None of us are able to achieve success without some help along the way. Is there a particular person who you are grateful towards who helped get you to where you are?

I’m really grateful for the opportunity I had to participate in Project Koru, an outdoor adventure camp for young adult cancer survivors founded by Tonia Farman. You spend a week with other survivors in the water surfing, talking and getting back into your body. That chance to connect with nature and myself after such a difficult experience helped me have the time and space to define what I wanted next in life.

How have you used your success to bring goodness to the world?

My current role is extremely fulfilling because we’re at the intersection of art, business and science in the jewelry world. There is a lot of thoughtfulness in the industry around sustainable sourcing as well as supporting communities in countries where the industry mines.

What are your “5 Things I Wish Someone Told Me Before I Became CEO and why.

Trust yourself and define success for yourself daily. Meditate every day then listen to what your gut tells you during meditation. I also set up three things every morning that if I achieve that day I will consider it successful — this helps keep me focused.

Things will work out in very different ways than you think. I’ve gotten my biggest opportunities in the most seemingly random ways — through a friend of a friend or through a hobby I thought had nothing to do with work. Things take time and usually right when you’re ready to give up, you break through.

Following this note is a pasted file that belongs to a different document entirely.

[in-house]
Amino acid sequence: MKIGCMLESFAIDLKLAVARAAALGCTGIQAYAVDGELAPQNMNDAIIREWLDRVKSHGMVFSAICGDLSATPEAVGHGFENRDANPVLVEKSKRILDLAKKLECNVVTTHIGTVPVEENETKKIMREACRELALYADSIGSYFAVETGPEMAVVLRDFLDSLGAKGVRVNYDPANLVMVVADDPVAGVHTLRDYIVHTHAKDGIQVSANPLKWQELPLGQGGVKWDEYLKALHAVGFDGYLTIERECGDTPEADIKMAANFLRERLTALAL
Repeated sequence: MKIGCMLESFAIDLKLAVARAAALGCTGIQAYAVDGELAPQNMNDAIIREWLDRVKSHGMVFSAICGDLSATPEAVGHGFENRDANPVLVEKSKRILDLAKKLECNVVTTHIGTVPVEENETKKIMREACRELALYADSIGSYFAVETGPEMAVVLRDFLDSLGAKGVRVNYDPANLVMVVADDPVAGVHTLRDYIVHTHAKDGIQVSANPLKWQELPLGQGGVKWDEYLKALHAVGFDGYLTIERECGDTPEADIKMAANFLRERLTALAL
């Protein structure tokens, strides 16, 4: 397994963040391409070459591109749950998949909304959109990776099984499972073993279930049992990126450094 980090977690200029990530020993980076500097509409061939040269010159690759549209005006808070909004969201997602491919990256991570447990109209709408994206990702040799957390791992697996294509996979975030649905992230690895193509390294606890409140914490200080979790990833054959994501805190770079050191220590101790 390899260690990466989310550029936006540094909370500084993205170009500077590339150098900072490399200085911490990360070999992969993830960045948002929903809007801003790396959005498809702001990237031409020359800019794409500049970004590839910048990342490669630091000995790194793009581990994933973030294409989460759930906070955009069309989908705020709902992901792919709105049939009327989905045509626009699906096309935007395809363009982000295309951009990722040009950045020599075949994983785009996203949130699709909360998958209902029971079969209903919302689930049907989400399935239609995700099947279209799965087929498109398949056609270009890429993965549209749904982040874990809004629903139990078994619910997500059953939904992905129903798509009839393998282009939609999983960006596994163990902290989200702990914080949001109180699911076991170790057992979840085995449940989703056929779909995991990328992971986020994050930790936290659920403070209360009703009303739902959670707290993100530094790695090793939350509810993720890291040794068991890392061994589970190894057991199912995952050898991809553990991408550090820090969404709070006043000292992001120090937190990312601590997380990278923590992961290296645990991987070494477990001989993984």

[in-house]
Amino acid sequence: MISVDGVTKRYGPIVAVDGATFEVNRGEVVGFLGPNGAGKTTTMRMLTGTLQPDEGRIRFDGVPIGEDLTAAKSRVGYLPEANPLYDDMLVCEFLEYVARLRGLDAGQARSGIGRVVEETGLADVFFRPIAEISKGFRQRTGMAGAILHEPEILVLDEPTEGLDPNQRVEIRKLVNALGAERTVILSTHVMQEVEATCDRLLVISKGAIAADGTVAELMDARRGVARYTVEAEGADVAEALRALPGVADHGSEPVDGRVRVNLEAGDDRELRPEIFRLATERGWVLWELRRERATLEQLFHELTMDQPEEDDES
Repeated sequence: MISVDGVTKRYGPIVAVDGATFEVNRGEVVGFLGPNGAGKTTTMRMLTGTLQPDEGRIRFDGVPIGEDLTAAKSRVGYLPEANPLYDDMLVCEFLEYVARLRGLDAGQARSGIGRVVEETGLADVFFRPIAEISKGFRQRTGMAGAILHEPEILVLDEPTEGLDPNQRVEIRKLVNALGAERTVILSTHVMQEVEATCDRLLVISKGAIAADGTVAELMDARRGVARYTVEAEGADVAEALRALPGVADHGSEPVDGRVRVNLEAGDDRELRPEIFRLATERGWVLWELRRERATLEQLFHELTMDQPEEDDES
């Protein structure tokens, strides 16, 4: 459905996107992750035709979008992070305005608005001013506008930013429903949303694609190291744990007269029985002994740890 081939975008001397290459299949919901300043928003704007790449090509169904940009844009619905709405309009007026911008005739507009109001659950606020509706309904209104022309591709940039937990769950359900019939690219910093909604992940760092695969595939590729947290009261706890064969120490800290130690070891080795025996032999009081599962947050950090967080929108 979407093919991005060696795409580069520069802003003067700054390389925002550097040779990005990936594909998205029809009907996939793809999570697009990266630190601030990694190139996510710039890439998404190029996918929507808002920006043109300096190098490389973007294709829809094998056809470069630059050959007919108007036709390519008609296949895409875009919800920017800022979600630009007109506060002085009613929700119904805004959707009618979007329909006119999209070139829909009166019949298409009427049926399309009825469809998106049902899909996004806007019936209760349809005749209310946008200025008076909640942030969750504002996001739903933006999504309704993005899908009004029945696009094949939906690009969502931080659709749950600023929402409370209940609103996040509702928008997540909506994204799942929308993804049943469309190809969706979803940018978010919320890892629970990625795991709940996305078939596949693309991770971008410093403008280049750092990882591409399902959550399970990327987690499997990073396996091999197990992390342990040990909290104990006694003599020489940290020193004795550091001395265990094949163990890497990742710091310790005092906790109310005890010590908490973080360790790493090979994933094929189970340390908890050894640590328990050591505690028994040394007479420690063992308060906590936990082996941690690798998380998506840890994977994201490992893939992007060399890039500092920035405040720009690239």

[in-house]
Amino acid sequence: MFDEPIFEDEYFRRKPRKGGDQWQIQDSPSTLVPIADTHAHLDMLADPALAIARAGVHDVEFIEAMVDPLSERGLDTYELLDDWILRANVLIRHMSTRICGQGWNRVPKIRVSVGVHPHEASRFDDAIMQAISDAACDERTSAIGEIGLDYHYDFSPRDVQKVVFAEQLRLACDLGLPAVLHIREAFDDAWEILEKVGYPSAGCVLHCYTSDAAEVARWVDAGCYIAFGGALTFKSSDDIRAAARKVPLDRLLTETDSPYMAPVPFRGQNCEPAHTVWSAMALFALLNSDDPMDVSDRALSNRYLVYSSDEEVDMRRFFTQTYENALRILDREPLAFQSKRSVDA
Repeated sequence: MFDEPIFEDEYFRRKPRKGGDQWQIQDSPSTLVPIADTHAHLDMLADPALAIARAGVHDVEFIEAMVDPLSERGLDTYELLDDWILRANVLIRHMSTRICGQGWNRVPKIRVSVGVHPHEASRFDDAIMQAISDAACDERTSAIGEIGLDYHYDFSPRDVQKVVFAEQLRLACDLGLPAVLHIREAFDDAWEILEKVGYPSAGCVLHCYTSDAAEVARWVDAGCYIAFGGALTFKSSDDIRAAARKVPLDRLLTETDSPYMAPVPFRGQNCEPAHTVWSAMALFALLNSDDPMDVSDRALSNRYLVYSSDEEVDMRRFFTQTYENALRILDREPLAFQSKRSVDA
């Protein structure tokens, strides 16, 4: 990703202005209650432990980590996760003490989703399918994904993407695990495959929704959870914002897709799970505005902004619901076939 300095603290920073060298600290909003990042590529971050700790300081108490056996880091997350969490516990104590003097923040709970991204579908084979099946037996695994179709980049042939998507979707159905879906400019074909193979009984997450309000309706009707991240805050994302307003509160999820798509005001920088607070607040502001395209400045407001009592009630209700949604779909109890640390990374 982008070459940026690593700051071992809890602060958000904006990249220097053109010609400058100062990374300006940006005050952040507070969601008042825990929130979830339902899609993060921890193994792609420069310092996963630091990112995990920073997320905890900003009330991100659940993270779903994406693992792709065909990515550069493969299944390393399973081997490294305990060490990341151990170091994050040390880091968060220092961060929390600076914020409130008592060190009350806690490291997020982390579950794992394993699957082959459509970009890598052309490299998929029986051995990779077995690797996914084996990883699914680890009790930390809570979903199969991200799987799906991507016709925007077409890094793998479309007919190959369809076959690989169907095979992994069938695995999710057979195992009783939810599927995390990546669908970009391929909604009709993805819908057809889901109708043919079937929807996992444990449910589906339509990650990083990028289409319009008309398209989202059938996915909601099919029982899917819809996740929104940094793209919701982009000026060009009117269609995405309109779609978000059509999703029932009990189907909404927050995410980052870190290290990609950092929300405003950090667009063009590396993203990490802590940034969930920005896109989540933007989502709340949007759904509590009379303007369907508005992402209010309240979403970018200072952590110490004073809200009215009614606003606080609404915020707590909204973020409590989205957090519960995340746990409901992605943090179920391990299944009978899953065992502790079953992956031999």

Bring your humanity to work. Whatever you do, as the saying goes “we are all just here to walk each other home”. Don’t let the frenetic pace or priorities override the fact we are just humans with big feelings trying our best.

Have fun with it and celebrate your success. You have to infuse your days with love, joy, beauty and play, and that includes work. Treat yourself to a beautiful piece of jewelry to celebrate your success and that you will cherish for a lifetime. For my one-year anniversary in this role, I am treating myself to diamond hoops — something I know I will cherish for a long time!

Learn to set boundaries. This one has been big since stepping into the CEO role. You absolutely have to take care of yourself so you can best serve your staff, your organization, and your constituents. Sleep, hydration, nutrition, exercise, you’re only as good as your body — this I learned in a big way from my cancer experience. It’s strange but it’s as if the energy of the whole organization kind of feeds of whomever is ‘in charge’ so you owe it to everyone to broadcast a clear, positive and focused signal.

Some of the biggest names in Business, VC funding, Sports, and Entertainment read this column. Is there a person in the world, or in the US whom you would love to have a private breakfast or lunch with, and why? He or she might just see this :-)

RuPaul! RuPaul is everything.